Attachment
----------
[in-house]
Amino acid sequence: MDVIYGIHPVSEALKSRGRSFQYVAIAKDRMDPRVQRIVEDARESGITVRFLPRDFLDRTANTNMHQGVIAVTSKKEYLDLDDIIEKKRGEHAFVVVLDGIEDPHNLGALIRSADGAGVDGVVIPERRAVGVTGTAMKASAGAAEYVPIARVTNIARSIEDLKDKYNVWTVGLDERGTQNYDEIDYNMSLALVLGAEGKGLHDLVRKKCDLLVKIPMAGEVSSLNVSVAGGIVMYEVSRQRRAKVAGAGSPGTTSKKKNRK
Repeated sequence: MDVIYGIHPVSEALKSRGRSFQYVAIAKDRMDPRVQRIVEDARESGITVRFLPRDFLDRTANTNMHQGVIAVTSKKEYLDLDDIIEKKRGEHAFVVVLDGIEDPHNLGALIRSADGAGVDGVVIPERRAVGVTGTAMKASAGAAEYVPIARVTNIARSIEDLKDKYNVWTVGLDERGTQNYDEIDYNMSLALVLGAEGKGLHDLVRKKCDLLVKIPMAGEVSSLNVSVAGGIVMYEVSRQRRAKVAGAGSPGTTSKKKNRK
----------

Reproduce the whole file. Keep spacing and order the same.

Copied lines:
[in-house]
Amino acid sequence: MDVIYGIHPVSEALKSRGRSFQYVAIAKDRMDPRVQRIVEDARESGITVRFLPRDFLDRTANTNMHQGVIAVTSKKEYLDLDDIIEKKRGEHAFVVVLDGIEDPHNLGALIRSADGAGVDGVVIPERRAVGVTGTAMKASAGAAEYVPIARVTNIARSIEDLKDKYNVWTVGLDERGTQNYDEIDYNMSLALVLGAEGKGLHDLVRKKCDLLVKIPMAGEVSSLNVSVAGGIVMYEVSRQRRAKVAGAGSPGTTSKKKNRK
Repeated sequence: MDVIYGIHPVSEALKSRGRSFQYVAIAKDRMDPRVQRIVEDARESGITVRFLPRDFLDRTANTNMHQGVIAVTSKKEYLDLDDIIEKKRGEHAFVVVLDGIEDPHNLGALIRSADGAGVDGVVIPERRAVGVTGTAMKASAGAAEYVPIARVTNIARSIEDLKDKYNVWTVGLDERGTQNYDEIDYNMSLALVLGAEGKGLHDLVRKKCDLLVKIPMAGEVSSLNVSVAGGIVMYEVSRQRRAKVAGAGSPGTTSKKKNRK